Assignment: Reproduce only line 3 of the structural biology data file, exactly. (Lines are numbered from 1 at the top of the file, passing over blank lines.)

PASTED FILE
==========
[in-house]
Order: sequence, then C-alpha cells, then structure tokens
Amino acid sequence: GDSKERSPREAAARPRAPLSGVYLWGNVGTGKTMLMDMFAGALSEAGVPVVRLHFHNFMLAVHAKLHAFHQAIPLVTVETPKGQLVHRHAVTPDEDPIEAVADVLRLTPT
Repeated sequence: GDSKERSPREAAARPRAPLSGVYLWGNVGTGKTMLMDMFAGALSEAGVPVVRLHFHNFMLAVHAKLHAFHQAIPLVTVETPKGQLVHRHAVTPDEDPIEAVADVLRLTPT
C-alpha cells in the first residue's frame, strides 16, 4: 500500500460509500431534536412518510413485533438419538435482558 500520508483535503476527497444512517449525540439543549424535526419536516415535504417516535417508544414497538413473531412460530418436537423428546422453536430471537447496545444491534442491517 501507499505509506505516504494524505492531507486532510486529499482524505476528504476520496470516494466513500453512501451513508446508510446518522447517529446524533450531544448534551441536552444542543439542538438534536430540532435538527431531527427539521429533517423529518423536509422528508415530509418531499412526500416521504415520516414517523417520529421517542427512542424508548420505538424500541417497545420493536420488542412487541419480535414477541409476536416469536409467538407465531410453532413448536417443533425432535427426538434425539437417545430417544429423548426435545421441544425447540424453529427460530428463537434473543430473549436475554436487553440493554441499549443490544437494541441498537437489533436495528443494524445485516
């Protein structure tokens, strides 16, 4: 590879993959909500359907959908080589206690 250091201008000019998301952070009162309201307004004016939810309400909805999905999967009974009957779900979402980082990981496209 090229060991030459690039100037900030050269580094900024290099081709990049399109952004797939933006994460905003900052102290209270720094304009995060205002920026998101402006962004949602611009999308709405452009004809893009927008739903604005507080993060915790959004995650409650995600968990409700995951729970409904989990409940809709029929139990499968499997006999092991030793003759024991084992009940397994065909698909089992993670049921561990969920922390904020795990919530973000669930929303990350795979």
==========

Amino acid sequence: GDSKERSPREAAARPRAPLSGVYLWGNVGTGKTMLMDMFAGALSEAGVPVVRLHFHNFMLAVHAKLHAFHQAIPLVTVETPKGQLVHRHAVTPDEDPIEAVADVLRLTPT